Michigan: Romney's Victory Speech
By Juliet Eilperin
SOUTHFIELD, Mich. -- For more than a week, Mitt Romney has been trying to lead crowds in a call-and-response routine in which they are meant to express outrage as he chronicles federal inaction on issues including immigration, health care and taxes. Tonight, with his victory in the Michigan primary, they finally got it.
"You see," he told an audience of a few hundred supporters in a cramped ballroom, "America understands that Washington has promised that they'd secure our borders, but they haven't. Washington told us that they would live by high ethical standards, but they haven't. Washington told us that they'd fix Social Security."
"But they haven't!" the crowd chanted back.
"Washington told us that they'd get us better health care and better education," he said.
"But they haven't!" they cried.
"Washington told us they'd get us a tax break for the middle-income Americans."
"But they haven't!"
"Washington told us that they'd cut back on the earmarks and the pork-barrel spending, but they haven't. And Washington told us they'd reduce our dependence on foreign oil, but they haven't. And who's going to get the job done?"
At the outset of his speech, a visibly grateful Romney celebrated his win by declaring, "Tonight marks the beginning of a comeback, a comeback for America. You know, only a week ago, a win looked like it was impossible, but then you got out and told America what they needed to hear."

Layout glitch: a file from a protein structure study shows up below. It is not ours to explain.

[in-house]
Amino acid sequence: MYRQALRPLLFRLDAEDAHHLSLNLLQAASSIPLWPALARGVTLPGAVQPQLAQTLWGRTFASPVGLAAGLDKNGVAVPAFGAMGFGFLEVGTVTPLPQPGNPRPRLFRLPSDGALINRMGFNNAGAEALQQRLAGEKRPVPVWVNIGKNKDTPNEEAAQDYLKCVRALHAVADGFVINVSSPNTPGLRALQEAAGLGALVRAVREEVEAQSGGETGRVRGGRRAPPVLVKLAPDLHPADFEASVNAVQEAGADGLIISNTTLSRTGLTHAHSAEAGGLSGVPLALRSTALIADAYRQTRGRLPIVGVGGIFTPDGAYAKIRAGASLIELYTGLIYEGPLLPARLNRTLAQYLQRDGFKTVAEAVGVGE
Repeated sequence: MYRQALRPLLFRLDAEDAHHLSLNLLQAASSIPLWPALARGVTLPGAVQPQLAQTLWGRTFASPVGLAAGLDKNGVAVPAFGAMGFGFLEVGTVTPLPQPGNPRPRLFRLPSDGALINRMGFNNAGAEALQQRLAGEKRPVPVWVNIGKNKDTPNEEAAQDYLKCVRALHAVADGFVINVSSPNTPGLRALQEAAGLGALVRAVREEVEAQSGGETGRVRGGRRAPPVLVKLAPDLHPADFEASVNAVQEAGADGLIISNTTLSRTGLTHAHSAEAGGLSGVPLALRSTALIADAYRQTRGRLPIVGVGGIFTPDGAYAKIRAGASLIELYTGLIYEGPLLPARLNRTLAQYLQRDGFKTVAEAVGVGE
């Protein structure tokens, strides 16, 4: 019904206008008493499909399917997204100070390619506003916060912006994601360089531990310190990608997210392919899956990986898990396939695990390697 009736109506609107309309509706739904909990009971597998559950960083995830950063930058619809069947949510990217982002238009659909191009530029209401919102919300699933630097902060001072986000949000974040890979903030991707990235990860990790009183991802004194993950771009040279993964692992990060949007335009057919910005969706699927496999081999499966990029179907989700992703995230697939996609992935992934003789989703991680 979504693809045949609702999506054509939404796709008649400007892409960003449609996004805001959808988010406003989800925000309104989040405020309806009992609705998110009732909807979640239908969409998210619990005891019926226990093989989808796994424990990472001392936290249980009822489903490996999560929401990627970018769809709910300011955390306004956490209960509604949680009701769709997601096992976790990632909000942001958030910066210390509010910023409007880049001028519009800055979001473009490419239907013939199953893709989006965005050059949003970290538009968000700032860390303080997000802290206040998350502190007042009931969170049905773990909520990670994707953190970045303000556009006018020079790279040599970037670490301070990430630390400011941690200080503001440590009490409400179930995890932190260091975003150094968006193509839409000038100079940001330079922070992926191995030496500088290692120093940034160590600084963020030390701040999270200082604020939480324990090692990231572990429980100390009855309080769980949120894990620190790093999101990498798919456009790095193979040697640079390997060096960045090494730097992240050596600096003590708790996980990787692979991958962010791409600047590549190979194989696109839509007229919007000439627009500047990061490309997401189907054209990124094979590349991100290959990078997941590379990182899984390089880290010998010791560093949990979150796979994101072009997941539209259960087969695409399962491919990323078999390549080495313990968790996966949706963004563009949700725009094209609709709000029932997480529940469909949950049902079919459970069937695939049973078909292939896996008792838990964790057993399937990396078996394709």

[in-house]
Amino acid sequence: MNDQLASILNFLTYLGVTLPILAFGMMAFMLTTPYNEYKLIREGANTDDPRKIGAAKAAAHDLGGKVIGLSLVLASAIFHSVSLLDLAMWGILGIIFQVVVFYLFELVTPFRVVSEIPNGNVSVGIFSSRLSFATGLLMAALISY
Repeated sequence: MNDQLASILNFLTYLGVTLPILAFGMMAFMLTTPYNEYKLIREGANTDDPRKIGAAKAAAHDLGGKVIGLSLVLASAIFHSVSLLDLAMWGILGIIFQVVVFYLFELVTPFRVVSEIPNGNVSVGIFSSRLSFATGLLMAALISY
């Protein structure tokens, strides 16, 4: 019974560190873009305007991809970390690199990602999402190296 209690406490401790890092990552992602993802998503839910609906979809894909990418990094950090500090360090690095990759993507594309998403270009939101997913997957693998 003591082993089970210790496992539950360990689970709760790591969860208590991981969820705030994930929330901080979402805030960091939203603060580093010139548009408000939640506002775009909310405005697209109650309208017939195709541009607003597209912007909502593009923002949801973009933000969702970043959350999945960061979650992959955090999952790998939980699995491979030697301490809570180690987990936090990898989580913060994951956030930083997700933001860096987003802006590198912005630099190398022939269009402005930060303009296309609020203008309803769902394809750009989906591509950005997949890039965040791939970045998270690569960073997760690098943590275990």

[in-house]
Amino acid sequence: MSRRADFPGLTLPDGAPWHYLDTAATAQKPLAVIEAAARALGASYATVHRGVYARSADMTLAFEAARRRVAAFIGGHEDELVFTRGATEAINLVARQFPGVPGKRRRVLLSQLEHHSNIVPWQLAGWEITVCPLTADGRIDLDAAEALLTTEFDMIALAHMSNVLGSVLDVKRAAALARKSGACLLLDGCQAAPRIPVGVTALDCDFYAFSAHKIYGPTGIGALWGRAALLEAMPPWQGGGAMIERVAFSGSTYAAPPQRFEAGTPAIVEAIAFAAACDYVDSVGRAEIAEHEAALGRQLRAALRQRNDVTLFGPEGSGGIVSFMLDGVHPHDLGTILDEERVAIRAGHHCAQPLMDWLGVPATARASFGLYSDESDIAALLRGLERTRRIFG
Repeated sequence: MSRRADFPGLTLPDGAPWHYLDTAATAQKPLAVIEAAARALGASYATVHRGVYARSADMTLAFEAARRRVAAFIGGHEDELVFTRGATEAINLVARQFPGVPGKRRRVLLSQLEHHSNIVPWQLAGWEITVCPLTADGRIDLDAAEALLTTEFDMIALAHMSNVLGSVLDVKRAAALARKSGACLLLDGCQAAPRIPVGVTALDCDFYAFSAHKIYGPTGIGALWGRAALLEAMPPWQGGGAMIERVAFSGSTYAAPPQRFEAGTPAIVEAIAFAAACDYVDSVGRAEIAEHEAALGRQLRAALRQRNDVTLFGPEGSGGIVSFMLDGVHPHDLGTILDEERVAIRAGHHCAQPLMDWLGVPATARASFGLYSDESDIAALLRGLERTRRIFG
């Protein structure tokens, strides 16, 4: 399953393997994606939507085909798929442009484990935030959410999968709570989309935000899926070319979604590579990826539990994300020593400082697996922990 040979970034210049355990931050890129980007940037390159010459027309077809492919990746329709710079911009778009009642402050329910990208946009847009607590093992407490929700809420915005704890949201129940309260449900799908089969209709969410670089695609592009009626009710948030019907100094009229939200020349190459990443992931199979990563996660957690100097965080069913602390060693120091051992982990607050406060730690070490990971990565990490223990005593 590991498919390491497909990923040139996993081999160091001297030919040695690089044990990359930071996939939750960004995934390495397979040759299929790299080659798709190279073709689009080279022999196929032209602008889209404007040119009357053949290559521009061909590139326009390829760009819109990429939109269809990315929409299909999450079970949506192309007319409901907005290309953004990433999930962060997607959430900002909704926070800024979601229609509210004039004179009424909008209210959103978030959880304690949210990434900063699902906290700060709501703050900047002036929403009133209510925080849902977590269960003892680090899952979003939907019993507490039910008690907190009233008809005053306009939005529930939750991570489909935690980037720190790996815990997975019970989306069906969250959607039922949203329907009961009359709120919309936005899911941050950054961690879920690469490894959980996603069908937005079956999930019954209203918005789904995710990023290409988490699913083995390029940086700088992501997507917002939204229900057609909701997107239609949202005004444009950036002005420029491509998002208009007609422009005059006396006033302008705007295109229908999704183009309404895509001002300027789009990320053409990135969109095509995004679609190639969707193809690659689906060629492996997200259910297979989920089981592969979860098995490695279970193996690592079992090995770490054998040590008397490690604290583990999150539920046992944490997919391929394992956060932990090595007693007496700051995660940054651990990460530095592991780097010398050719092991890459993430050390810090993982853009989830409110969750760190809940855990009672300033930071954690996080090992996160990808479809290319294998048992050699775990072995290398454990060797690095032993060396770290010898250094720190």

While Romney did not mention John McCain by name, he described his win as a vindication of his promise to bring Michigan back from its current economic slump, saying, "Tonight is a victory of optimism over Washington-style pessimism."
The former governor also paid homage to two former Republican presidents -- "I take my inspiration from Ronald Reagan and George Herbert Walker Bush," he said -- while pointedly leaving out the current one, President George W. Bush.
And in the end, he managed to get his supporters back into the call-and-response mode, once again without a hitch.
"I have a couple of questions for you. Is Washington, D.C., broken?" he asked.
"Can it be fixed?"
"Are we the team that's going to get the job done?"
"All right, let's take this campaign to South Carolina and Nevada and Florida and all over the country," he told them. "Let's take it all the way to the White House!"
For Romney's complete speech, click here.
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